- Nation’s stocks post biggest gains in western-European markets
- Shorter-dated securities reflect easing concern on repayment
Greek government bonds advanced, pushing 10-year yields to the lowest level in six months, after lawmakers approved additional austerity measures required to unlock more emergency loans.
Yields on notes due in 2017 slid by the most in almost two weeks, signaling concern that investors may not get repaid in the short term has eased. Greece may get as much as 11 billion euros ($12.3 billion) after the completion of a bailout review by its creditors, according to a draft of a European Commission completion report. Greek stocks posted the biggest gains in western-European markets.
The rally in Greek markets comes amid optimism that the euro area’s most indebted nation will avoid a repeat of the drama that threatened to push it out of the currency bloc last summer as the government quarreled with creditors over bailout terms. It’s a turnaround from just last month when Greek Prime Minister Alexis Tsipras sought a euro-area leaders’ summit as discussions stalled.
“There is better sentiment toward Greece,” said Hendrik Lodde, a fixed-income strategist at DZ Bank AG in Frankfurt. “They don’t want to have a situation like last summer. The euro-zone leaders don’t want that either, but the question is if they will succeed to satisfy their wishes.”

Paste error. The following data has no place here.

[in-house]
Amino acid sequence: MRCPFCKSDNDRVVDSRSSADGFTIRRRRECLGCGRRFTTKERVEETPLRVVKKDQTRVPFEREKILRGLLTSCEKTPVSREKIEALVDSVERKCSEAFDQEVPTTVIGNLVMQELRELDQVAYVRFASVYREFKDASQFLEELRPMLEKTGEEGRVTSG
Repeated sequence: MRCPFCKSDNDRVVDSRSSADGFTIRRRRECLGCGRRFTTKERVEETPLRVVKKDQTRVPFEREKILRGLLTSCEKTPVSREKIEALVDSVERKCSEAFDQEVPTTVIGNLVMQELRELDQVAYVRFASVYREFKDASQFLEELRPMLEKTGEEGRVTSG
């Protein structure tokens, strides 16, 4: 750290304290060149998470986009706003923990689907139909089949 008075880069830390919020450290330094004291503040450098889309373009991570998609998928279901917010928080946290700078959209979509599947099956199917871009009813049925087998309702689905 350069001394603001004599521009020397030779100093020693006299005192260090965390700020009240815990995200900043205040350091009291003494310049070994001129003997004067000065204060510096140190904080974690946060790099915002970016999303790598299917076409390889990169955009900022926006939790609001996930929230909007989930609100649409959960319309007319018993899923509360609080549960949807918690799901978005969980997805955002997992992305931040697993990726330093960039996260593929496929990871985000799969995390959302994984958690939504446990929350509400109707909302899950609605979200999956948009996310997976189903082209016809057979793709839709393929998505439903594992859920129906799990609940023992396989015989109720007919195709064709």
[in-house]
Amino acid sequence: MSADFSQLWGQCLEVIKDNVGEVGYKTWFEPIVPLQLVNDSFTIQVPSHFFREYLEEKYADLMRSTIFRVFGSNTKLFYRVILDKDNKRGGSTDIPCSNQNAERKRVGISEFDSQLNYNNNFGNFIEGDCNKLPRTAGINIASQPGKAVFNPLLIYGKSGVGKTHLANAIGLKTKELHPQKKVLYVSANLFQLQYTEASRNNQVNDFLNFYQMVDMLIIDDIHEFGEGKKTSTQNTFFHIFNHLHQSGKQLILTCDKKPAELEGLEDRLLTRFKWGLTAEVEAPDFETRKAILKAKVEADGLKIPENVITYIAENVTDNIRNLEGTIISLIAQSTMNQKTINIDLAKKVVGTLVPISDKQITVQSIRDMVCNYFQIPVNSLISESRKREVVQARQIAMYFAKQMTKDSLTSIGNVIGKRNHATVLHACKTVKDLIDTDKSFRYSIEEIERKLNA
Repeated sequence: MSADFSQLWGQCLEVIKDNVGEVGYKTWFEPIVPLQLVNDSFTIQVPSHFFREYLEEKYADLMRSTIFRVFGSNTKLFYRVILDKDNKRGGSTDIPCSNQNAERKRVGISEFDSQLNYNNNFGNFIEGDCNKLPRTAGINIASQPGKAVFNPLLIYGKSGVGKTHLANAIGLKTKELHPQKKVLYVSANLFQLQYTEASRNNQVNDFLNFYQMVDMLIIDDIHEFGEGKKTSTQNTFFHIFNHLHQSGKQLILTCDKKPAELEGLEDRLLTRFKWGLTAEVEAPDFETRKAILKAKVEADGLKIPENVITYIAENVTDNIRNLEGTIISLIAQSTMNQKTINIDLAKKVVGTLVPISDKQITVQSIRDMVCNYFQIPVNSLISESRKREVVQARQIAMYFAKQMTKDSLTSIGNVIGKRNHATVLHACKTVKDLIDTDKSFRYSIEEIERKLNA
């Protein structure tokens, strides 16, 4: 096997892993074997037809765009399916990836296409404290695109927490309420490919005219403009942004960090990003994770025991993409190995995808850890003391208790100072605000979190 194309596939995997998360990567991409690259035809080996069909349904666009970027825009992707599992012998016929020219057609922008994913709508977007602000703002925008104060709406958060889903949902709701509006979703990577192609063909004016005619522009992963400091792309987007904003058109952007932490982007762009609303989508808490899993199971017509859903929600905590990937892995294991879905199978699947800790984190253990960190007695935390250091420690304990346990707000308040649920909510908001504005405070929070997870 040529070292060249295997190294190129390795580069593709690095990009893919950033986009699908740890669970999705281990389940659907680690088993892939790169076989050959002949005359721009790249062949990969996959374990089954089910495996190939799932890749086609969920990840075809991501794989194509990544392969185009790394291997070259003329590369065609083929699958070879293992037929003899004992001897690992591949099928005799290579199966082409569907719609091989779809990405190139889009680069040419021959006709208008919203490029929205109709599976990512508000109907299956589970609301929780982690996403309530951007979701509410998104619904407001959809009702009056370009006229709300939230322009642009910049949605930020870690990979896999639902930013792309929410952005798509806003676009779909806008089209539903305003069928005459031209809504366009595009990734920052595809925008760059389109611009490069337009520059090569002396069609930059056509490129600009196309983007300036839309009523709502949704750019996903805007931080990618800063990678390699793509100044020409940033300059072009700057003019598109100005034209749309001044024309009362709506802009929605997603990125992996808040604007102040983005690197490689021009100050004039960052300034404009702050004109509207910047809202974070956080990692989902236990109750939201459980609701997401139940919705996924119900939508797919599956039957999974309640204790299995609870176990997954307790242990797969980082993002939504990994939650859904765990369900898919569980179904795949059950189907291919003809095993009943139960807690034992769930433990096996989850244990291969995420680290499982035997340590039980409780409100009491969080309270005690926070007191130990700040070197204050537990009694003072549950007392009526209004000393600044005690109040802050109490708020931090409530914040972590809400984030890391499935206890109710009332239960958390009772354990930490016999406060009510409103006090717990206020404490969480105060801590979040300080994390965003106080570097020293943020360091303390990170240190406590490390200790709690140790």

Greece’s 10-year bond yields fell 23 basis points, or 0.23 percentage point, to 7.22 percent, as of 4:12 p.m. London time, after touching 7.21 percent, the lowest level since Nov. 26. The 3 percent security due February 2026 rose 1.345, or 13.45 euros per 1,000-euro face amount, to 75.405. The yield on the nation’s notes due in July 2017 dropped 126 basis points to 8.31 percent.
Still, trading in Greek government debt remains limited. The turnover through the central bank’s electronic secondary securities market, or HDAT, totaled 28 million euros this month through May 13, according to data from the Bank of Greece. The volume across all maturities was 41 million euros last month. It peaked at 136 billion euros in September 2004.
The ASE Index of Greek equities climbed 1.5 percent Monday, posting its highest closing level since November. After a 47 percent surge from its February low, the measure has become the year’s best performer in the region.
The Eurogroup of 19 finance ministers is due to meet Tuesday to assess Greece’s compliance with its latest bailout agreement, struck in mid-2015.